You can’t ask somebody who read history to teach English. He doesn’t know the complexities like syntax, phonology, orthography and can’t even arrange syntax of a sentence. The children will emulate him. We want people to know that in two three years, in Bayelsa State, people will hardly want to attend private schools.
We want to redesign the system. We are reorganising the school boards. What are 22 directors doing in a zonal schools board. Each of them earning level 17 salary.
I saw a young man I taught in Port Harcout who graduated with a first class, sitting down on the board. He ought to be out there teaching our children. He was begging, but I told him that the fact that he was my student even makes it pertinent to do the right thing. No excuse.
You can’t have a first class and waste it on a zonal schools board. Another one, second class upper, geography, yet wasting his talent there.
We want a sound education system and aesthetics too, beautiful surroundings. So, we talk not just about quantity but quality. We are mass producing schools, but we must ensure discipline.
How much success has been recorded since the restructuring and redesigning started?
Now we are building model schools in all the local government areas. We are building boarding schools for those on scholarships. If the primary school is faulty, we try to correct it at the secondary school level so that by the time you get to university, you will be sound. You don’t need to cheat in exams to pass. We have conducted entrance at St. Jude’s; the beds are there . The hostels are ready. The sense of discipline is more in boarding schools. And it’s happening here.
What about the controversy surrounding the new University of Africa?
At the tertiary level, we are doing a lot. Many people think that we are bringing in a new university to undermine the Niger Delta University. That’s so wrong. Even before I came here, I knew the governor had a vision to establish a specialised university to complement NDU.
We are looking at how we can export our intellect to other parts of the world. It’s very obvious that oil cannot always be relied upon. It is depleting. Cuba can pride itself for exporting doctors and boxing coaches all over the world.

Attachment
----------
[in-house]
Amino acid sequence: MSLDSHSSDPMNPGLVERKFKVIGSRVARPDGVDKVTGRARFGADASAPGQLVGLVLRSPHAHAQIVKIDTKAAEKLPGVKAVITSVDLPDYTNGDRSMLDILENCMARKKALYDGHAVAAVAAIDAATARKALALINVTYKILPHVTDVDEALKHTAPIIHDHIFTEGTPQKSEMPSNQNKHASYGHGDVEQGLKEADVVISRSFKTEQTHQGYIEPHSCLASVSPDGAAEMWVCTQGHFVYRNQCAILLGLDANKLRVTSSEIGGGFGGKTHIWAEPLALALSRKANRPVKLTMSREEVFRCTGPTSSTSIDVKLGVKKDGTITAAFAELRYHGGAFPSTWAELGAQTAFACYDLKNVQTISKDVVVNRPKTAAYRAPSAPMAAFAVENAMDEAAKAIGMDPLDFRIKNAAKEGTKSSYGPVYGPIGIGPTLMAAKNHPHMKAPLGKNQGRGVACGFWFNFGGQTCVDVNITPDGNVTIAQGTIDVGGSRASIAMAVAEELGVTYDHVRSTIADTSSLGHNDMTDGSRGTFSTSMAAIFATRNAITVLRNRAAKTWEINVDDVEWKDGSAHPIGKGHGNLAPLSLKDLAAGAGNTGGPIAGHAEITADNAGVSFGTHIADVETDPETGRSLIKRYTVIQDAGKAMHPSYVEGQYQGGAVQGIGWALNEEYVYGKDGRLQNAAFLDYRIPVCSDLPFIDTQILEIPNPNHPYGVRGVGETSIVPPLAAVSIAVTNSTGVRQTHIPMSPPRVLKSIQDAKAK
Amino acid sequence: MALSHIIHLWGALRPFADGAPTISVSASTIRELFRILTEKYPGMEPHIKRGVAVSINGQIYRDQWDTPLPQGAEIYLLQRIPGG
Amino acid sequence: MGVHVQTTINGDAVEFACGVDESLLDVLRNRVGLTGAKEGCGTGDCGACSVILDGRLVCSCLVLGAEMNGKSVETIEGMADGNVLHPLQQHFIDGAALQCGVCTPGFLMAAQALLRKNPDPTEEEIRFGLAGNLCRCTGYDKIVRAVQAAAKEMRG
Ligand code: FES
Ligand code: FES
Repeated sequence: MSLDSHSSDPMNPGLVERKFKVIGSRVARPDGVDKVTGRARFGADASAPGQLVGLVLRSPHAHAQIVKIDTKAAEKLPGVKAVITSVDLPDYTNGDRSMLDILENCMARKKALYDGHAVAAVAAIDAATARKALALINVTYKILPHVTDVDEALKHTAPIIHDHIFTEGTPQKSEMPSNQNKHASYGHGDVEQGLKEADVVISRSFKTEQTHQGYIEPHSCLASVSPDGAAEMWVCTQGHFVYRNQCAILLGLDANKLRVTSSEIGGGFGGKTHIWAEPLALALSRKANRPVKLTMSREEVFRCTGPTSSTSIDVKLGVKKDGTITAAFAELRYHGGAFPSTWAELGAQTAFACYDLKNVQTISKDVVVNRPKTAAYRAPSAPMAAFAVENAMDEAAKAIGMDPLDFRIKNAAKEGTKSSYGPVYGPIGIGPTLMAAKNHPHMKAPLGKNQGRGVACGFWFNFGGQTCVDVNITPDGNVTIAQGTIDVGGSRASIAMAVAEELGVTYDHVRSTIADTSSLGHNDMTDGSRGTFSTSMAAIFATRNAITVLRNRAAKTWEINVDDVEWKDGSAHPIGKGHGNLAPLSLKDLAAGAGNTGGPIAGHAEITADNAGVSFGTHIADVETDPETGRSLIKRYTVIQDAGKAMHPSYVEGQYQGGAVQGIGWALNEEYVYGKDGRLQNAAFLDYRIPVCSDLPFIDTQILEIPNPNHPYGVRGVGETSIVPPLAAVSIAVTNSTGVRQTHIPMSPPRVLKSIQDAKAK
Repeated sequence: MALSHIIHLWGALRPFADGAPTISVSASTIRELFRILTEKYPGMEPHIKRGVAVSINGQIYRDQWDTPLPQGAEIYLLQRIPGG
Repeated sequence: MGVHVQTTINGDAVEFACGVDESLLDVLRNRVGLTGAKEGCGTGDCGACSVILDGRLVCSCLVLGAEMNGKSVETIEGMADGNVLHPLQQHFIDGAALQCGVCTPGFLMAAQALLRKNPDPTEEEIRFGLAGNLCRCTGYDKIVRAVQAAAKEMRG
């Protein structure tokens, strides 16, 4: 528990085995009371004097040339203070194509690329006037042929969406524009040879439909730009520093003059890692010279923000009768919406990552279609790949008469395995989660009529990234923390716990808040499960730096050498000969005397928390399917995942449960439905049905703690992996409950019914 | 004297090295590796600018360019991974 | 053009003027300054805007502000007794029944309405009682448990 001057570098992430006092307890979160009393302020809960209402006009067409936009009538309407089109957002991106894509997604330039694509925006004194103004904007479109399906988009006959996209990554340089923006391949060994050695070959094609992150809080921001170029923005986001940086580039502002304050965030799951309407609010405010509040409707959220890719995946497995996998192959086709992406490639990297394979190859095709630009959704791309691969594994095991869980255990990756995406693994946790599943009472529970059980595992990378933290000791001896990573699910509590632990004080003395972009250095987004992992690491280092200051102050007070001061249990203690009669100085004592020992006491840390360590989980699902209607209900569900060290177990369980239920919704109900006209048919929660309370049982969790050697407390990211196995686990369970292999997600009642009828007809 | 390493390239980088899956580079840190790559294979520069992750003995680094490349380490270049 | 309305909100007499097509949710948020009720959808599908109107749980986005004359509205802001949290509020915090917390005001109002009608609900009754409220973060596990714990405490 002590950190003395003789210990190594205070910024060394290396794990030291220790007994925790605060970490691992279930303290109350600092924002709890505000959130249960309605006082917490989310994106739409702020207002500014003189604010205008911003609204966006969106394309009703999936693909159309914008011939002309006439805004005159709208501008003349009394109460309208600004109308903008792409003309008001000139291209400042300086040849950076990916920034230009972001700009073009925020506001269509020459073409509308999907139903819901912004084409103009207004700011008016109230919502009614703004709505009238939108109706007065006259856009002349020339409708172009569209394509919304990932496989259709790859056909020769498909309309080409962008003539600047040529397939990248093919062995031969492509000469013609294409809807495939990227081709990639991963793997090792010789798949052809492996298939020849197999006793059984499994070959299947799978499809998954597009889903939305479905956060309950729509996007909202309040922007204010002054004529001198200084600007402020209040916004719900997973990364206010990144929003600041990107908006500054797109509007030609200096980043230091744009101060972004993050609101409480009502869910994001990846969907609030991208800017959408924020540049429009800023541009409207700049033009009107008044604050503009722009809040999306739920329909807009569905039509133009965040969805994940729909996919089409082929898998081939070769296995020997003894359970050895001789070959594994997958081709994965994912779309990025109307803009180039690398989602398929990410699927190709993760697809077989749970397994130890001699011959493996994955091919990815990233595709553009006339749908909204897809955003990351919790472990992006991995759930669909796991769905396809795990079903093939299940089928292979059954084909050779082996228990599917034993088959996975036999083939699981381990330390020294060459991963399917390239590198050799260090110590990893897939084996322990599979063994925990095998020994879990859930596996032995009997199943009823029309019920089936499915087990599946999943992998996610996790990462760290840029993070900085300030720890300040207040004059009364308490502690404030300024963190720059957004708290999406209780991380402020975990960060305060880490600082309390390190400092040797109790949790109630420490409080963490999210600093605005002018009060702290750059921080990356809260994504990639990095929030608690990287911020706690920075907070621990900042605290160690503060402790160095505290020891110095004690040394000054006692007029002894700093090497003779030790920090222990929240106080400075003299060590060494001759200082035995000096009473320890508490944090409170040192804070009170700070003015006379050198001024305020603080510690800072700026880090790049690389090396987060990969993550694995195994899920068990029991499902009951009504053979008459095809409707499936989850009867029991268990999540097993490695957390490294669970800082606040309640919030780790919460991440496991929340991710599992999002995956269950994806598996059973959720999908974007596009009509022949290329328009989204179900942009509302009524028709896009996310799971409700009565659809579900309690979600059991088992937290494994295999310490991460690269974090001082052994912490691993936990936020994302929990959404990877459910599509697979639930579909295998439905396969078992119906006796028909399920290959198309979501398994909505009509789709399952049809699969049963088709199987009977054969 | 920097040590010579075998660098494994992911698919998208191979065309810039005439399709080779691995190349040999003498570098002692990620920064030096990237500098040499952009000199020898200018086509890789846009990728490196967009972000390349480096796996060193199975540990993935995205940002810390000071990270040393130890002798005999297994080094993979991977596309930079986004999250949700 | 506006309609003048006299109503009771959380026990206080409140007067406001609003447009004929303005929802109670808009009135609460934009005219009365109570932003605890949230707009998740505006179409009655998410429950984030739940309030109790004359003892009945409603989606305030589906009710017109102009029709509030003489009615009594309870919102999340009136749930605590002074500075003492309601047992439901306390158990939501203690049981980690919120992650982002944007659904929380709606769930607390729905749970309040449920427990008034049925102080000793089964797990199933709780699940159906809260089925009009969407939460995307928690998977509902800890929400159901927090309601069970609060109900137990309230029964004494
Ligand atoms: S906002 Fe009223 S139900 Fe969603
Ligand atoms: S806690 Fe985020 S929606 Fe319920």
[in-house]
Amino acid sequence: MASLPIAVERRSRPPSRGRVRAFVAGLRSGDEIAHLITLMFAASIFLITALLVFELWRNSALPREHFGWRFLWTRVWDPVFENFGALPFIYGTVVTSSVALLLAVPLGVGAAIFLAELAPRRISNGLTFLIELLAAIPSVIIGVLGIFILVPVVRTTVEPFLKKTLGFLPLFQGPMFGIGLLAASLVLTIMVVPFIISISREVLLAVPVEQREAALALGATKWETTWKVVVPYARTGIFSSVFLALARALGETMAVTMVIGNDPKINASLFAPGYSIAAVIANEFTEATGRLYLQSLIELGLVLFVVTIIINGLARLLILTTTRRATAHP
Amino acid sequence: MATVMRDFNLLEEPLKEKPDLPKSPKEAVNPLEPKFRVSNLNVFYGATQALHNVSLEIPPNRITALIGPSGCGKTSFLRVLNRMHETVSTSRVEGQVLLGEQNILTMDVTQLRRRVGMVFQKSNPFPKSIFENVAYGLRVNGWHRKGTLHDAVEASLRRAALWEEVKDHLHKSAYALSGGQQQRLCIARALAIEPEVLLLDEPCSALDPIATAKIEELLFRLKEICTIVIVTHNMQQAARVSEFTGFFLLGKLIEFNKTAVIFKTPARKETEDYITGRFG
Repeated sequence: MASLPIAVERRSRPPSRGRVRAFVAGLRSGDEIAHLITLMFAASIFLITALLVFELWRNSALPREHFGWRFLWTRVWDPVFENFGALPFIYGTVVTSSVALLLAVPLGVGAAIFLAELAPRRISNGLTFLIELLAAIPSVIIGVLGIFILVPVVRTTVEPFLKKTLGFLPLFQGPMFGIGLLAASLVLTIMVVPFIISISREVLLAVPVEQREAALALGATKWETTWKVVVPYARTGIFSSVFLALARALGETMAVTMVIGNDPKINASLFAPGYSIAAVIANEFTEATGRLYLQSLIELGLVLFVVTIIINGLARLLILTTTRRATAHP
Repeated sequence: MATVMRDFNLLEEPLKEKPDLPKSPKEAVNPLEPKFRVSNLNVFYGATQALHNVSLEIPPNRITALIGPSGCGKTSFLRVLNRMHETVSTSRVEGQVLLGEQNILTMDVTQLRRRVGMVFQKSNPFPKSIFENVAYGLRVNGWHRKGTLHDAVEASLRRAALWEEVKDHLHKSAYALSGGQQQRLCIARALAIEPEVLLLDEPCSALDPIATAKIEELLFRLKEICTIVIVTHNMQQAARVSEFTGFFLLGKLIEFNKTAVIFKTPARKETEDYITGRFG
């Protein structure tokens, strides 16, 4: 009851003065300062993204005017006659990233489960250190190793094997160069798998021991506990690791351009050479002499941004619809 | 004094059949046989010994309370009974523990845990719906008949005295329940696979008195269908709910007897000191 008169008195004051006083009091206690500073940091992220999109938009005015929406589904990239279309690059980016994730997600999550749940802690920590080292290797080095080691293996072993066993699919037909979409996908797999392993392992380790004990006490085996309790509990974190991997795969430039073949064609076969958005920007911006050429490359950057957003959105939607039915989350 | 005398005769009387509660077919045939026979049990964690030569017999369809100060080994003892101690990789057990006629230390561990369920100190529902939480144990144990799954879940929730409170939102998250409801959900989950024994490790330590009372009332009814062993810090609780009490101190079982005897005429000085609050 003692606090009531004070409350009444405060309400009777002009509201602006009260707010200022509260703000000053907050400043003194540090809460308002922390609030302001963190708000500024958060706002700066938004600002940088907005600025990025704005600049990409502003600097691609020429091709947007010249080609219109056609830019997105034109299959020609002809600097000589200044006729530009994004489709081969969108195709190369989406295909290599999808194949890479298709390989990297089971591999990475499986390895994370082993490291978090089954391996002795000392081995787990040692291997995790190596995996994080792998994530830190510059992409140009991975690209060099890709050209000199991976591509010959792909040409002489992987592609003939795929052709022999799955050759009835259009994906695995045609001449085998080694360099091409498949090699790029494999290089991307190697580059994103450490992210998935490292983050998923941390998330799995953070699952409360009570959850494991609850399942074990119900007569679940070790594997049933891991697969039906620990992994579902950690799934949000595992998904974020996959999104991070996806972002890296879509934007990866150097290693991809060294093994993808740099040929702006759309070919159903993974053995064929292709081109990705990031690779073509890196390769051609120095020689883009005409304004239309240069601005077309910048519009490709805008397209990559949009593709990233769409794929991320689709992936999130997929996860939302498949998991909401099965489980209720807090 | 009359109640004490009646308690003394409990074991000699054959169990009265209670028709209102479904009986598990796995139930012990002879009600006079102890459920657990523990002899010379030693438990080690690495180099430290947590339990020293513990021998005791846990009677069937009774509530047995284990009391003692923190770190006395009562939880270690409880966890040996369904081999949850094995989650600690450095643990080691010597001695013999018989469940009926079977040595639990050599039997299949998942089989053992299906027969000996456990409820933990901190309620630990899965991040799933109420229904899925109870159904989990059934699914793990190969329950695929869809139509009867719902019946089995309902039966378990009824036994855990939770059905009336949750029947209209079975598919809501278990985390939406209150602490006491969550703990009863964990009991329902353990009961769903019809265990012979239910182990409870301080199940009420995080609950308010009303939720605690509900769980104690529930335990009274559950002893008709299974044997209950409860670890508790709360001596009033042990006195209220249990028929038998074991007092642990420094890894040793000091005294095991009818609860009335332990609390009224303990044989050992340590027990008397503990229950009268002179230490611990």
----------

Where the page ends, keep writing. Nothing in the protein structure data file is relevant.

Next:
What will be the mainstay of Bayelsa when oil dries up?
We are building capacity to man the structures. We want an international university. We have a registrar and we have a vice-chancellor who is a foreigner and others are coming in to help build it. In Zaria town alone, there are more than five degree awarding institutions and it is just a suburb of Kaduna. What is wrong if Ovom has one university, Famgbe has one, or if Nembe has one. How many do Ekiti, Osun etc have. We have agreed on subvention for the NDU. We need to open up our frontiers. We are thinking of upgrading the Bayelsa College of Education to a polytechnic to attract investment from donor agencies. The COE will be affiliated to the NDU to award degrees. Our teachers need to be trained. There is a tertiary intervention fund of N10 billion and NDU alone will have about N5 billion of that. That university doesn’t have a senate building. We will lay the foundation this month.
They don’t have hostels. We want to build hostels to help them stay on campus, then internal roads and staff quarters. We are not undermining NDU. If we have another opportunity to build another university we will do so. We want to turn Bayelsa to an education tourist state. From the calculations, about N40 billion has been sunk into infrastructure and other areas of development in the education services.
What are some of the challenges you encountered in the course of your job here?
The major challenge is funding. We have a prudent governor who rationalises everything otherwise it will be difficult. We need good furniture in all the schools, laboratories, sporting facilities. In Jude’s we have home economics lab, science laboratories etc. This should be replicated in all the schools. Then ICT in all schools; very soon, all their exams will be computer based. Even JAMB has done it. That is the future. Thankfully, the house of assembly has also raised a motion to that effect. Then we need sick bays in the schools, we need good books, even for teachers. The challenge is funding.
How far have you gone with the verification exercise initiated by the governor?
We are still working on the numbers so I may not be able to tell you now. But it was becoming something like a menace to the system. We have saved substantially. There are retirees there, some actually died, but we are cleaning up the vouchers.
But that is not even the major issue. You go to some schools where the non-academic staff out-number the academic staff, thereby increasing the wage bill.
We need more lecturers. We lack teachers. But even headmasters have personal assistants now as high as seven. Almost everybody in the community works there either as a clerk or something. At the end of the exercise, we will know who is a ghost worker and who is not. Some of them are not ghosts.
There is always the tendency to concentrate on the towns and cities are you reaching out to the hinterlands to develop the schools in those areas?
You need to take a ride there. The structures you see there are even better than this place. Our challenge is to fill up the spaces that we have there. We are rehabilitating those that need rehabilitation.
Teachers in rural areas should learn to accept it. Even indigenes don’t want to stay in their communities. I was a teacher. I made each station my home. We must inculcate a sense of discipline. They think they are posted because we hate them. Even as a youth corps member, I never objected. But they shouldn’t look down on themselves. Even as a village teacher, I was still wearing suits. They should not dress like village farmers.